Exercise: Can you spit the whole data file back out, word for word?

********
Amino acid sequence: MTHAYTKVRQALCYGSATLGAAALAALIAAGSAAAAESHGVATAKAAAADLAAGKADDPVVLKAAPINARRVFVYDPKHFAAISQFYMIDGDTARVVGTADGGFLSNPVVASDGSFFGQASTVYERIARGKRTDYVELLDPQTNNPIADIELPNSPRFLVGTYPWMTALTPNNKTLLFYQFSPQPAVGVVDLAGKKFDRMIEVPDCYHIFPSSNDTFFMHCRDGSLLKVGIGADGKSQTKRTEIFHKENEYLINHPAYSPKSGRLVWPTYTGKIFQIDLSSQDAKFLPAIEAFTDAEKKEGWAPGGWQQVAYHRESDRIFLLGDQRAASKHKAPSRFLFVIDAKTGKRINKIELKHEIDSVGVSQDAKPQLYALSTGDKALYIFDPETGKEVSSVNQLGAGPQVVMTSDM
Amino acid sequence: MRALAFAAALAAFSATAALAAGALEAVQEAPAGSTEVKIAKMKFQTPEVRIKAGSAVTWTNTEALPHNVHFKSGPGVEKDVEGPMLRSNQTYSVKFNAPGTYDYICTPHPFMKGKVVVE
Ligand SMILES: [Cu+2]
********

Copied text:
Amino acid sequence: MTHAYTKVRQALCYGSATLGAAALAALIAAGSAAAAESHGVATAKAAAADLAAGKADDPVVLKAAPINARRVFVYDPKHFAAISQFYMIDGDTARVVGTADGGFLSNPVVASDGSFFGQASTVYERIARGKRTDYVELLDPQTNNPIADIELPNSPRFLVGTYPWMTALTPNNKTLLFYQFSPQPAVGVVDLAGKKFDRMIEVPDCYHIFPSSNDTFFMHCRDGSLLKVGIGADGKSQTKRTEIFHKENEYLINHPAYSPKSGRLVWPTYTGKIFQIDLSSQDAKFLPAIEAFTDAEKKEGWAPGGWQQVAYHRESDRIFLLGDQRAASKHKAPSRFLFVIDAKTGKRINKIELKHEIDSVGVSQDAKPQLYALSTGDKALYIFDPETGKEVSSVNQLGAGPQVVMTSDM
Amino acid sequence: MRALAFAAALAAFSATAALAAGALEAVQEAPAGSTEVKIAKMKFQTPEVRIKAGSAVTWTNTEALPHNVHFKSGPGVEKDVEGPMLRSNQTYSVKFNAPGTYDYICTPHPFMKGKVVVE
Ligand SMILES: [Cu+2]